13. So very very beautiful. You made me cry, and think of our life B.A. (Before Autism) and that slow creeping knowledge that ended up whalloping me in the face with the reality of it.

    Your daughter is such a gorgeous, unique creature ... like mother, like daughter :-)

  14. Yeah, you made me cry too!

    Audrey is so pretty! :)

  15. Beautiful beautiful post Lyn- thanks for sharing such a personal moment!

  16. Wow. Just wow. Amazing and sad all at once. Thanks for sharing

  17. holy shit, woman. That is one brilliant piece of writing about your world exploding and the moment you broke through to the other side where autism became the new normal.

    joy, love, grief, and bravery all rolled up in one small moment.

    I have a kiddo with an ASD, too. You just gave me goosebumps.

  18. Ack. So sweet and so well written.


  19. What a beautiful, loving post. Your daughter is gorgeous.
    Came over from SITS to say hi.

  20. great post. I laughed and cried.

    I don't think sports are stupid, especially baseball. I share your baseball obsession but for the pirates instead. They suck now but as a child they were actually good and it was a big part of my childhood. i love going to baseball games.

    anyway, i can only imagine what you were feeling then...and I am sure that is only the short version.

    an anniversary of sorts is coming up for us too and i am thinking of blogging about it too soon.

  21. Great post! I'm crying now. At work. Not sure if for you and your family or for me. But you reminded me that we need to fight for all the interventions for our kids that we can get our hands on. It doesn't matter how tired we are, just that we get what our kids need.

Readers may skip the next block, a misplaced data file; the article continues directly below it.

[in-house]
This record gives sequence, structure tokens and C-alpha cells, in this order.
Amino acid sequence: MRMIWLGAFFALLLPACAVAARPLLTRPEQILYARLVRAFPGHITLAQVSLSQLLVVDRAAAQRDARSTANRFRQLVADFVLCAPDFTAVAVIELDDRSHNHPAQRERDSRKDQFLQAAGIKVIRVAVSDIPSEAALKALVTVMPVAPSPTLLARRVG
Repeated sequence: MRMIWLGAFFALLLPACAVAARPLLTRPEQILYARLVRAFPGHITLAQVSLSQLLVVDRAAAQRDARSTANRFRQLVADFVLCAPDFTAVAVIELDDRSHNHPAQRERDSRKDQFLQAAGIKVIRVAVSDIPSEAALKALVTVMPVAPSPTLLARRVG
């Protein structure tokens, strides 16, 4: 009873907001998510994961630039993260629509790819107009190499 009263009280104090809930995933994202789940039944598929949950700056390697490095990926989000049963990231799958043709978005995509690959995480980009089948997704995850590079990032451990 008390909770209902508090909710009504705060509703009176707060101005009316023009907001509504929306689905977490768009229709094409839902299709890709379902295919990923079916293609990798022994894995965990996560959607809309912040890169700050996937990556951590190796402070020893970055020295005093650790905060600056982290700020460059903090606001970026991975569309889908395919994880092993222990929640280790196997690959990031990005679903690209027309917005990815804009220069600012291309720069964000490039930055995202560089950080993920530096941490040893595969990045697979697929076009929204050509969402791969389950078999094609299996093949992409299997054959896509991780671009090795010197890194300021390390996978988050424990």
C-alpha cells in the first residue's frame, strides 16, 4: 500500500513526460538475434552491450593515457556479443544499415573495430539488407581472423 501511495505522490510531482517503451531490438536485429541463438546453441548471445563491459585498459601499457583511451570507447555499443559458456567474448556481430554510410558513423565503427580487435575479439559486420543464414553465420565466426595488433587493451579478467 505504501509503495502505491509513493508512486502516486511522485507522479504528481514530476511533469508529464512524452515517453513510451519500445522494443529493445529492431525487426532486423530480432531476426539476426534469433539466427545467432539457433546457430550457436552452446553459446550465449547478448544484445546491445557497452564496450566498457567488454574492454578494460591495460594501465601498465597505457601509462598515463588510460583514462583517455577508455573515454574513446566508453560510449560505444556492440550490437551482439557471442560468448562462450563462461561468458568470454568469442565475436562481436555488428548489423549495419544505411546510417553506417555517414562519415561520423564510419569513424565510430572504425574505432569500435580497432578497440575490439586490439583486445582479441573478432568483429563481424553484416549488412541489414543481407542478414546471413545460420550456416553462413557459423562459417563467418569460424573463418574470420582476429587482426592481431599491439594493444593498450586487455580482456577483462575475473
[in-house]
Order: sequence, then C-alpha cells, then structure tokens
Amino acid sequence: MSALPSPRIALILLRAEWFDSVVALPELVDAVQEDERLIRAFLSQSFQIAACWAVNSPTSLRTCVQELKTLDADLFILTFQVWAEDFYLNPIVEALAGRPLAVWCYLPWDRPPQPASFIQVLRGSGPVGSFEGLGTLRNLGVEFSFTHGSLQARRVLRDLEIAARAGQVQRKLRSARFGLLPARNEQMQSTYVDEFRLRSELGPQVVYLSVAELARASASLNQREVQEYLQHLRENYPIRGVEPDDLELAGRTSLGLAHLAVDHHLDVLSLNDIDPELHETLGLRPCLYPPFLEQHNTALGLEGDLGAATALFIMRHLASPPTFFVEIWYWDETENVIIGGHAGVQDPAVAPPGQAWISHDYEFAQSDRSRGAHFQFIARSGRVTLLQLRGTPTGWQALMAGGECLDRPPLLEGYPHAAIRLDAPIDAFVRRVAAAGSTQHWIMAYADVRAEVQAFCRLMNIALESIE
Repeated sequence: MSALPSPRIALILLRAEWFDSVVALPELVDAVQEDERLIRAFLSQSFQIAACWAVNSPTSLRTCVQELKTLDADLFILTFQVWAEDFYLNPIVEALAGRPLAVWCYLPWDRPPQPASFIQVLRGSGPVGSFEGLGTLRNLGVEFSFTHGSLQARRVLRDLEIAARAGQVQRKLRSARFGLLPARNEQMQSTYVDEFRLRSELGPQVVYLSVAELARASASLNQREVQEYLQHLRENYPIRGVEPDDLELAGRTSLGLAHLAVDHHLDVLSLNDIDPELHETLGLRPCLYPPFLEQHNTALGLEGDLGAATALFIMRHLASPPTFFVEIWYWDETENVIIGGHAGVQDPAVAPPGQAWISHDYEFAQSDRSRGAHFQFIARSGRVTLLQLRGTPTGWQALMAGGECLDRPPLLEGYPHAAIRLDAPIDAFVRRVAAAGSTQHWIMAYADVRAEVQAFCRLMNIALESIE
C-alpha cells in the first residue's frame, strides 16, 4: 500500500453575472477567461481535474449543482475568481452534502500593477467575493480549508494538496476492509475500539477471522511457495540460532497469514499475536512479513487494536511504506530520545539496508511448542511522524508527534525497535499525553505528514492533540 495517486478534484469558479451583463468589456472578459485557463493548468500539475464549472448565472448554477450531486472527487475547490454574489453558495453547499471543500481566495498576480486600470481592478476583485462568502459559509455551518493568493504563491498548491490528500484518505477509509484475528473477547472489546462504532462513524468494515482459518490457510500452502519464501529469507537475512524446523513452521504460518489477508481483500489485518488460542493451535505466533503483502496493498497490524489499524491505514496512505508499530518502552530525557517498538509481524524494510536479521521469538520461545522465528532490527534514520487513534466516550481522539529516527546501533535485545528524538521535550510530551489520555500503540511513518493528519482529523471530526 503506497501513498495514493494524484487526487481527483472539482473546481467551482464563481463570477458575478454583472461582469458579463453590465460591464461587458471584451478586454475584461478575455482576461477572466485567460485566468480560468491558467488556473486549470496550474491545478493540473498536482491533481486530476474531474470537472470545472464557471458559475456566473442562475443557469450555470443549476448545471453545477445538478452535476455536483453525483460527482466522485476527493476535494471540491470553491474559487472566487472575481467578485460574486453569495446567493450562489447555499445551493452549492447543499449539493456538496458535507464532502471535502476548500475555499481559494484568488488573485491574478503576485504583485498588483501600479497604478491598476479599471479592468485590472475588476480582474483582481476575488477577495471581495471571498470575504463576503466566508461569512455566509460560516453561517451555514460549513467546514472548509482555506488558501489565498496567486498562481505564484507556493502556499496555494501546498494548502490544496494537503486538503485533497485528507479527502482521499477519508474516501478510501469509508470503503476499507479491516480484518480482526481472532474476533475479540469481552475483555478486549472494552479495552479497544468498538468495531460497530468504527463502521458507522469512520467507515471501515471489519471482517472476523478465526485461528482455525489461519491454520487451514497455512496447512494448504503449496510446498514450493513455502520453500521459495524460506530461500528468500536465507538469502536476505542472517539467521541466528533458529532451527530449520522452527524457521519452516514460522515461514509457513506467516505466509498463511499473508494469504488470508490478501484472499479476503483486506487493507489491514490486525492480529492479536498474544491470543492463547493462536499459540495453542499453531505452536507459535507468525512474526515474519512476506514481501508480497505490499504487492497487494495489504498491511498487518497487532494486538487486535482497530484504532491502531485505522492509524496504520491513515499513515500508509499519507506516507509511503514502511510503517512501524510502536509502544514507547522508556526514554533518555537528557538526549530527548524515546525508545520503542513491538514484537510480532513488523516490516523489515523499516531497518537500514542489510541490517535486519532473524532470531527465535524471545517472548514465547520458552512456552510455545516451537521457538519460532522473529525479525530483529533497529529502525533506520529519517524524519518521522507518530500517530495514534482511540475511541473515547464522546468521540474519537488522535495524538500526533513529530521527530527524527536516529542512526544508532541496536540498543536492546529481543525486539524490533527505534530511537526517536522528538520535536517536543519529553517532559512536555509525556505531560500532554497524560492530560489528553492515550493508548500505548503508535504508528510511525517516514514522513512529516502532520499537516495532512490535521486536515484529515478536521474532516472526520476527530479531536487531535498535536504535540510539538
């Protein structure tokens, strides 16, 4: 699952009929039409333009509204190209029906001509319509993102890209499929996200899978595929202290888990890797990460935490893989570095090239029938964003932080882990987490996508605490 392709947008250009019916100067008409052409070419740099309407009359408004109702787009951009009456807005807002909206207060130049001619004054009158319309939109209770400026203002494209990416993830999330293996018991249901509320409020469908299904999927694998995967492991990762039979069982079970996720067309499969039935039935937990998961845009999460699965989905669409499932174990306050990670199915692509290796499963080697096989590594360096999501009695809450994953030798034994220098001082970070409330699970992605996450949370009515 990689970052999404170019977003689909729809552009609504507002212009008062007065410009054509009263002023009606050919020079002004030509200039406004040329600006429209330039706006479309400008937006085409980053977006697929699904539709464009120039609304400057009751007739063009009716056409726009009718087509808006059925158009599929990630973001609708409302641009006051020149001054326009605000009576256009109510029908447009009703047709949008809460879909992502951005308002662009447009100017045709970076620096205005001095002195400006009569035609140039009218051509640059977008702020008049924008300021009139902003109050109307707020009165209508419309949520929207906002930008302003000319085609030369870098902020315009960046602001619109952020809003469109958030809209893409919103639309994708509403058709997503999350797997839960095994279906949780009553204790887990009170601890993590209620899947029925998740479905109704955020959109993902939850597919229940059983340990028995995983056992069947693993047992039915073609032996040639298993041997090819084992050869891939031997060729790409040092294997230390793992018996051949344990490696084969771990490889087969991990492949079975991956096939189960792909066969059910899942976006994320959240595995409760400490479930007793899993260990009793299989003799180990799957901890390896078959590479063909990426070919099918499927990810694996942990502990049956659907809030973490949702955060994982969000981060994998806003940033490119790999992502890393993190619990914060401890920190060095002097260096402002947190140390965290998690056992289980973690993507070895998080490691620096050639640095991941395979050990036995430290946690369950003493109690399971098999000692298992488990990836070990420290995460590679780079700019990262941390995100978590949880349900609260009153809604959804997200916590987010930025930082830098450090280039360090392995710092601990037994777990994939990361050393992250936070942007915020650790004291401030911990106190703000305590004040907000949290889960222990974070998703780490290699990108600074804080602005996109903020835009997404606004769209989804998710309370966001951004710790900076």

22. Amazing post, brings back lots of memories and a few tears. Great picture of your daughter too and I know how hard those are to get!

  23. Lynn this is such an amazing post. Thank you for sharing. Everyone has pretty much said what I wanted to say but more eloquently. So I second everything said above but I'll add-

    YOU GOT YOUR NAME ON THE BOARD AT OLD COMISKEY?! That's pretty much the coolest thing ever.

    My fingers are crossed that our Boys in Black will one day bring home another World Series Win that you can celebrate without the mixed emotions.

  24. Awesome.
    I've briefly mentioned in one story I wrote about receiving the diagnosis but I have yet to go into detail about the emotion and severity of that time for us.
    Thank you for sharing this amazing story with us, your blog postings are one of the things I look forward to when I have the chance to go online...

  25. @Kim @Lou: I'd love to hear your stories. These were a couple of long posts by my standards, but as you know there's just so much to say. Thanks for using your precious time to read them!

  26. Truly amazing to read, Lynn. I've never read the story of how you came to know about Audrey's autism. You've made me tear up before . . . but this was pretty full on, balls out crying. She's such a sweet thing.

  27. As a Sox fan who remembers that '79 team, I figured I would enjoy this post. But, I didn't expect such an emotional wallop. Beautiful, beautiful post, Lynn!

  28. @Yuji: Thanks so much for taking the time to read it! When the Sox win it all this year, here's hoping that nothing will put a damper on it!

  29. I was a girl, but clumsy things. I do not know how to cook, sew, above, ca. I have too insipid and tedious, but that's my personality. It's hard to change